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Flying the Edge of America:

Glacier National Park, Montana

It was Wednesday, July 9th and Julia and David had been on the road, or in the air, for ten days. They had experienced really awful weather all the way up the west coast, Julia's fear of flying had not improved, and they had passed in and out of customs, flown over giant mountains, survived rotating air masses, camping, cheap hotels, and being away from home. They felt this was a real accomplishment, but wondered if they could keep going for the entire three months the trip was scheduled to take. Julia and David were at a low point and the only motivation they had was their excitement about visiting their next stop: Glacier National Park. Neither of them had ever been there before, but they had heard it was amazing.

Oroville Video

Everything was clear under the big blue sky, the mountains were in the distance, they had landed safely, and it felt good to be alive and on the ground at Glacier Airport! By this time Julia had developed some coping techniques for reducing her flight anxiety. She kept reminding herself that each flight was usually less than three hours long, and with any luck, required only one take-off and landing. She kept herself distracted from obsessive thoughts about the airplane's likelihood of crashing by listening to audio books. She had downloaded several into her phone before departing on the adventure and listened to them under the headset she wore in the airplane. She also became the flight photographer. She felt much safer viewing all the spectacular scenery far below her through a camera lens. Her final defense against her fear of flying was valium, which she would take as a last resort. After surviving the flight over the Cascades she had decided to try not taking the drug on this leg, she felt her other distraction techniques would get her through and it would probably not do much for advancing her relationship with David, becoming a valium-addicted zombie.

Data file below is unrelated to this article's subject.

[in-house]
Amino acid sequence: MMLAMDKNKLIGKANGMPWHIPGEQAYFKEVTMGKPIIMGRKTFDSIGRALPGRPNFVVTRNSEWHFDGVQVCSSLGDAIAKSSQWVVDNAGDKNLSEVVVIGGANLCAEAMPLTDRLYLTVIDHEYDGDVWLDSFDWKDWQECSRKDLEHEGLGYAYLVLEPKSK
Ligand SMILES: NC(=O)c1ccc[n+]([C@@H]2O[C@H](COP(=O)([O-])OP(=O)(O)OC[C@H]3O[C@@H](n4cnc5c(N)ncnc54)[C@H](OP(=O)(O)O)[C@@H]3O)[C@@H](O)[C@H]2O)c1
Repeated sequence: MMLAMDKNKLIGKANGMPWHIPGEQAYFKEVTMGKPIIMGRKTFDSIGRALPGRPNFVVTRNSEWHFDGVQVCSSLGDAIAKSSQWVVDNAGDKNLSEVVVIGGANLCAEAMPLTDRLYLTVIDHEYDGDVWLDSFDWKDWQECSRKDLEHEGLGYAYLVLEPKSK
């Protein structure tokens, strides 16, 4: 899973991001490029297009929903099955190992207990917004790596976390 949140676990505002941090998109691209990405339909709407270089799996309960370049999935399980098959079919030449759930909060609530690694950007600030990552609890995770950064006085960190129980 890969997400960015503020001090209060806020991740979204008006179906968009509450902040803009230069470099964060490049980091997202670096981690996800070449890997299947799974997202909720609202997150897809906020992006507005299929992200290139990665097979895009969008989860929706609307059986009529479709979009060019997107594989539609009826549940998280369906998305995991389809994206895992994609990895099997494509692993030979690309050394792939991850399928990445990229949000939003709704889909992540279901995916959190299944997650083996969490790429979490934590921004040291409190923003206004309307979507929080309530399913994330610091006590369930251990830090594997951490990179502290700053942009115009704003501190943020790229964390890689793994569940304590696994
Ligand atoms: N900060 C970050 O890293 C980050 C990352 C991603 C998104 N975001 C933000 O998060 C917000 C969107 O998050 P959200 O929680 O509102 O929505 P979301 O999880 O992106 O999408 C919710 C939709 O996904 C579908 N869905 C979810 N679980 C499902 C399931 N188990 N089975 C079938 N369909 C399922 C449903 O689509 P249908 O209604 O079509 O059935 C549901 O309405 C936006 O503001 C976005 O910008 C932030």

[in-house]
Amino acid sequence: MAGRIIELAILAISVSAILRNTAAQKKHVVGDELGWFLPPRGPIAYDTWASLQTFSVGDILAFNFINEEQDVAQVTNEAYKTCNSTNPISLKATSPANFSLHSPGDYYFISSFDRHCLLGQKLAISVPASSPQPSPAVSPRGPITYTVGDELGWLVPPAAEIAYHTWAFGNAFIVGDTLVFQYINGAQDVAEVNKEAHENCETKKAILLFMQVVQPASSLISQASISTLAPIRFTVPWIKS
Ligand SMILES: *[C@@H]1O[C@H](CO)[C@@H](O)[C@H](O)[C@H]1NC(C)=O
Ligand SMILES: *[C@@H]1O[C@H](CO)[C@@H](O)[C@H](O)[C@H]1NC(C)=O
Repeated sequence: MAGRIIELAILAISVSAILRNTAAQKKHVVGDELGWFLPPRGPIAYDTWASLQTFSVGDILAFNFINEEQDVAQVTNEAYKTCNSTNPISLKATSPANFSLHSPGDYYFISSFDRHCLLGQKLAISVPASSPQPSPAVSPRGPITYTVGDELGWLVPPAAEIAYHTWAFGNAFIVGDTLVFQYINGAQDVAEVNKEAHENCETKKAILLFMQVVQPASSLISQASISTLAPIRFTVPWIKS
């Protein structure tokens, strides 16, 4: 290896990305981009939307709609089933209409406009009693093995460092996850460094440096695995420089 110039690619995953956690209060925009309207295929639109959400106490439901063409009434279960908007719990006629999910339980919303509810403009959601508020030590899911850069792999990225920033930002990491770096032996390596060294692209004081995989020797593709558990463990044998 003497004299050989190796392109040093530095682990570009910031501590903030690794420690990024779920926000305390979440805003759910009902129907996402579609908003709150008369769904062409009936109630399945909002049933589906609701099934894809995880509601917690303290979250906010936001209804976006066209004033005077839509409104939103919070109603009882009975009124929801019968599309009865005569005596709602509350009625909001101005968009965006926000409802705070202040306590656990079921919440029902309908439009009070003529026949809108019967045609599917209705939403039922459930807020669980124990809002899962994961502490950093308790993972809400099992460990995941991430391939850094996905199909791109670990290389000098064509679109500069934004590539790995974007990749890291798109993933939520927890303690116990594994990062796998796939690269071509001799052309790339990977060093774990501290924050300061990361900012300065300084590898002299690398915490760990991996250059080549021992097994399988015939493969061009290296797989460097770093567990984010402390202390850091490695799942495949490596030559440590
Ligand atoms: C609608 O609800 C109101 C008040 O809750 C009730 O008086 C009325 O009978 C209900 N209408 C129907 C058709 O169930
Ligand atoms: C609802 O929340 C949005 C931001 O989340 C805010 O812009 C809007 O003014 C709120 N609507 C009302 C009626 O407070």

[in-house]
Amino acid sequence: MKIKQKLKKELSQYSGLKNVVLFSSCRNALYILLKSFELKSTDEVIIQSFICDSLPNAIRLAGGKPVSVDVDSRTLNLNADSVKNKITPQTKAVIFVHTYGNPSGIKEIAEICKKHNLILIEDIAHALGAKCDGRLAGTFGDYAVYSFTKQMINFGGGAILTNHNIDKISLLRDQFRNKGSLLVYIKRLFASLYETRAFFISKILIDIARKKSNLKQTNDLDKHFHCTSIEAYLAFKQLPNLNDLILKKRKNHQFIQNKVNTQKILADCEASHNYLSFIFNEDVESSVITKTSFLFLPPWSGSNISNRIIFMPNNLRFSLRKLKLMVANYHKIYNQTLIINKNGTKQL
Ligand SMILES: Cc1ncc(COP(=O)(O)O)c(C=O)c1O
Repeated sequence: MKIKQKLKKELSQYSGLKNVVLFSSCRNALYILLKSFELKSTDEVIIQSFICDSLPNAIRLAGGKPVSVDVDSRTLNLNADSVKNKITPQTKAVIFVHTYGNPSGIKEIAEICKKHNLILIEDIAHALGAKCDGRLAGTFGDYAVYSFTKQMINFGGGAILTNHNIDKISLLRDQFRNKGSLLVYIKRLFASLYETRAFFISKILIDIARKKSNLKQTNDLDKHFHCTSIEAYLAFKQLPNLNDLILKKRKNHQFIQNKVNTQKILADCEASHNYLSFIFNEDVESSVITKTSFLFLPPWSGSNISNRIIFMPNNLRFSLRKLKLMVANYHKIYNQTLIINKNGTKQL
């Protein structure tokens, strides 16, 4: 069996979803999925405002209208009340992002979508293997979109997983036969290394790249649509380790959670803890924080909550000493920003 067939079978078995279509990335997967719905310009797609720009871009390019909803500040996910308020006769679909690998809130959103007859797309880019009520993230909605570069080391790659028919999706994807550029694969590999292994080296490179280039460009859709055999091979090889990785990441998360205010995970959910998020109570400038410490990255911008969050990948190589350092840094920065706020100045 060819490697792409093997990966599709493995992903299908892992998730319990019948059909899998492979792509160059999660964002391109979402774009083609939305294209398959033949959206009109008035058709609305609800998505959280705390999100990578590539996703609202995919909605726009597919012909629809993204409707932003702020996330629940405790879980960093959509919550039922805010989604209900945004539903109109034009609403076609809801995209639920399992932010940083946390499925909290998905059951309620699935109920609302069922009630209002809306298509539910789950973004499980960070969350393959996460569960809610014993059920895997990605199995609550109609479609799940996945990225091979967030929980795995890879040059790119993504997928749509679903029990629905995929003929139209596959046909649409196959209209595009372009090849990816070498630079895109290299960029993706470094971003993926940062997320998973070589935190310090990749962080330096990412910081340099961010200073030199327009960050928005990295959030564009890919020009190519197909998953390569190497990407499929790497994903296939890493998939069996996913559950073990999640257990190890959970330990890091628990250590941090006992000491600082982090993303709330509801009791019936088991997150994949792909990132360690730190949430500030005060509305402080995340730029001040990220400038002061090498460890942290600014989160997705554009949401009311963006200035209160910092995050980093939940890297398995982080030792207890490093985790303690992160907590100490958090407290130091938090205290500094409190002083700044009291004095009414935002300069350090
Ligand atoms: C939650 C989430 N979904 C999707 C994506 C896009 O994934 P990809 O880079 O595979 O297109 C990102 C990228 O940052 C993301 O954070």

Avalanche Lake Video

They arrived at their motel, at the West Glacier entrance, in the mid-afternoon, and could not resist the lure of the wilderness beyond. They filled up water bottles and headed out on a six mile hike to Avalanche Lake. The lake is surrounded by a ring of mountains. They stood and watched waterfalls pouring off the cliffs into the lake below. Some were so sheer that the water did not touch a rock until it smashed into the ground hundreds of feet below. Apparently, in winter, instead of waterfalls the snow falls off the cliffs in avalanches.

Hidden Lake Video

It was late afternoon by the time they finished the hike. On their way back to the motel they stopped at Lake McDonald (at 10 miles long it is the largest lake in the park) to catch the spectacular sunset. They watched as the sun dipped behind the tree covered mountain peaks surrounding the lake, casting off yellow, orange, and golden hues. As they sat on a log next to the lake they felt very close to the place and each other.

Many Glaciers Video

Continue the adventure, in my next excerpt from Flying the Edge of America.


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